Today we have a special guest post from Christina Indovina, an English and Culture instructor at the Loyola Intensive English Program (LIEP) at Loyola University New Orleans. This Intensive English Program resides in one of the most culturally and historically rich cities in the United States: New Orleans.
Tuesday, March 19 was St. Joseph’s Day, a Catholic holiday that is very important to Italian Americans. Like all things in New Orleans, this day was celebrated a little bit differently here! In the 1880s, many people from Sicily, an island off the coast of Italy, left their homes and moved to the United States. Many people from Sicily ended up in New Orleans. St. Joseph is a very important saint in Sicily, so many people in New Orleans who have family from Sicily celebrate this holiday by building elaborate altars. These families decorate their altars with candles, flowers, and most importantly, food. Families who build altars open their homes up to the public so that people can come and see their altar. Most families bake cookies to pass out to people who visit their altars. The next day, the families take the altar apart and donate all of the food to different organizations that feed the poor.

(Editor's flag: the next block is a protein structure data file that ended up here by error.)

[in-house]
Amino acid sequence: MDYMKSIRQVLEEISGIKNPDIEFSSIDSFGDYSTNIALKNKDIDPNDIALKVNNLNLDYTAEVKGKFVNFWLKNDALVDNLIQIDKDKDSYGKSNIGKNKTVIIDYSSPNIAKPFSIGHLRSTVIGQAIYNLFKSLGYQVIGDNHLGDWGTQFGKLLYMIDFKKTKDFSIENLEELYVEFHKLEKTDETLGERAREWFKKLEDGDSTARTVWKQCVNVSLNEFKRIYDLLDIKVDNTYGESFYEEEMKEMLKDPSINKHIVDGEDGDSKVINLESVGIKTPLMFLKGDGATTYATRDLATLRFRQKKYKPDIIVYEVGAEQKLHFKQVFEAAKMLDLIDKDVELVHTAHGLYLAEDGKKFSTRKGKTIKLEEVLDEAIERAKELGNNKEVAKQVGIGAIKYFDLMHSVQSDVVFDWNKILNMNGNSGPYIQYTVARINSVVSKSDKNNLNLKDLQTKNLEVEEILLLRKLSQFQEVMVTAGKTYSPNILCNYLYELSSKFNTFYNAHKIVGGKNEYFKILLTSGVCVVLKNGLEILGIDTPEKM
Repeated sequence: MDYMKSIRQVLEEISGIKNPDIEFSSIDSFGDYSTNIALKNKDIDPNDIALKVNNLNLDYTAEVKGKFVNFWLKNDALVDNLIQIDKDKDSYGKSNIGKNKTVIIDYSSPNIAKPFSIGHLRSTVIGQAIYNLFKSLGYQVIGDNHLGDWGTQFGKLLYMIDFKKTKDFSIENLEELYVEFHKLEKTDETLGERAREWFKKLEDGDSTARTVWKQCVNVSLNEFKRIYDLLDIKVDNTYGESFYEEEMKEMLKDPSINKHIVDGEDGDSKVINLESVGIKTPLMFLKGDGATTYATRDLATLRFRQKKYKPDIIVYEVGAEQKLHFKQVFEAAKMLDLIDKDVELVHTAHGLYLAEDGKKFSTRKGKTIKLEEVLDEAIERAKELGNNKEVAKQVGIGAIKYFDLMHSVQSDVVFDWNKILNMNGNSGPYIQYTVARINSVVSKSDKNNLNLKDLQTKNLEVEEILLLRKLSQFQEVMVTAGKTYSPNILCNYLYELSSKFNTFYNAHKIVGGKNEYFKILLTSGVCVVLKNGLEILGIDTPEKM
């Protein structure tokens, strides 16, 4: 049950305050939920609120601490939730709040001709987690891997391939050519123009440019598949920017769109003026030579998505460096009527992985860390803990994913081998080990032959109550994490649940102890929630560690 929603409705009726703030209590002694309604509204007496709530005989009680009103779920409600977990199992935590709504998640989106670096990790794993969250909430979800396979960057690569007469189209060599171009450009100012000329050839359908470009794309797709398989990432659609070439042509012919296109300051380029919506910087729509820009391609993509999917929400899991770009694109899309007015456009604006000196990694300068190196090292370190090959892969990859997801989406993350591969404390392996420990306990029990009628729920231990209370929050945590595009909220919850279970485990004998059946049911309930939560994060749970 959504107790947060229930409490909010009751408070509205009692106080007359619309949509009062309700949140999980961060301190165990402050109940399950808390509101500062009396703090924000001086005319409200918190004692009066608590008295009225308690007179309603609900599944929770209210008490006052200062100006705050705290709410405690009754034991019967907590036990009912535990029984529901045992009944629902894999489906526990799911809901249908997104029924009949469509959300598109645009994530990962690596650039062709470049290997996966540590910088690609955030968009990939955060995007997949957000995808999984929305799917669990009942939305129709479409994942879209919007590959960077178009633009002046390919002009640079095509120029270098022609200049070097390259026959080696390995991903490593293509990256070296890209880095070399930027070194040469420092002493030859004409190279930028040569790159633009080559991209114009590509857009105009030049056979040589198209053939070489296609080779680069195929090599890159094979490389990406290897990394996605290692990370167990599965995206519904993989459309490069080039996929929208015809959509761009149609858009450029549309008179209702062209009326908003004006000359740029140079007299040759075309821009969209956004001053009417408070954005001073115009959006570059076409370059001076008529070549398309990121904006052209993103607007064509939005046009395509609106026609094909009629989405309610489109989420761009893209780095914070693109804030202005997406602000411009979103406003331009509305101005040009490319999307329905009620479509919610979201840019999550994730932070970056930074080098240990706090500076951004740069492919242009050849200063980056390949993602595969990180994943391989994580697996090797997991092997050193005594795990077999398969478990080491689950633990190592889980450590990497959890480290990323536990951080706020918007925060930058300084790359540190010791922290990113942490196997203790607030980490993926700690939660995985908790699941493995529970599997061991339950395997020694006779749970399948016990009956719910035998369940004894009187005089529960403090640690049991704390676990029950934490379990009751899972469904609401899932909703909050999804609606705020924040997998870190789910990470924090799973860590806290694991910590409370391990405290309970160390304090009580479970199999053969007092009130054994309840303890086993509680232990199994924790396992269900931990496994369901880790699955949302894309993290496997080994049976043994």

On Monday, during our Culture class, students learned about St. Joseph’s Day, the altars, and cuccidati, a traditional Italian cookie that is passed out to people who visit altars. Students worked together to bake cuccidatis. Besides learning how to bake these special Italian cookies, students also learned the difference between teaspoons and tablespoons!
On Tuesday, several students went on a field trip to visit altars in a private home, a high school, and a church. Students met many local New Orleanians who were happy to explain their altars and their traditions! At every altar we visited, students got bags of cookies (including cuccidatis) from different families.
Students work together to follow instructions to bake cuccidatis …
They were so delicious that all of the workers in the office asked for seconds!
LIEP students visiting an altar at a house in New Orleans. This man has been building a St. Joseph’s altar for many years. He patiently answered questions from LIEP students and explained the history and significance of many of the items on the altar.
LIEP students pose in front of the large St. Joseph’s Day altar that we visited at a local high school.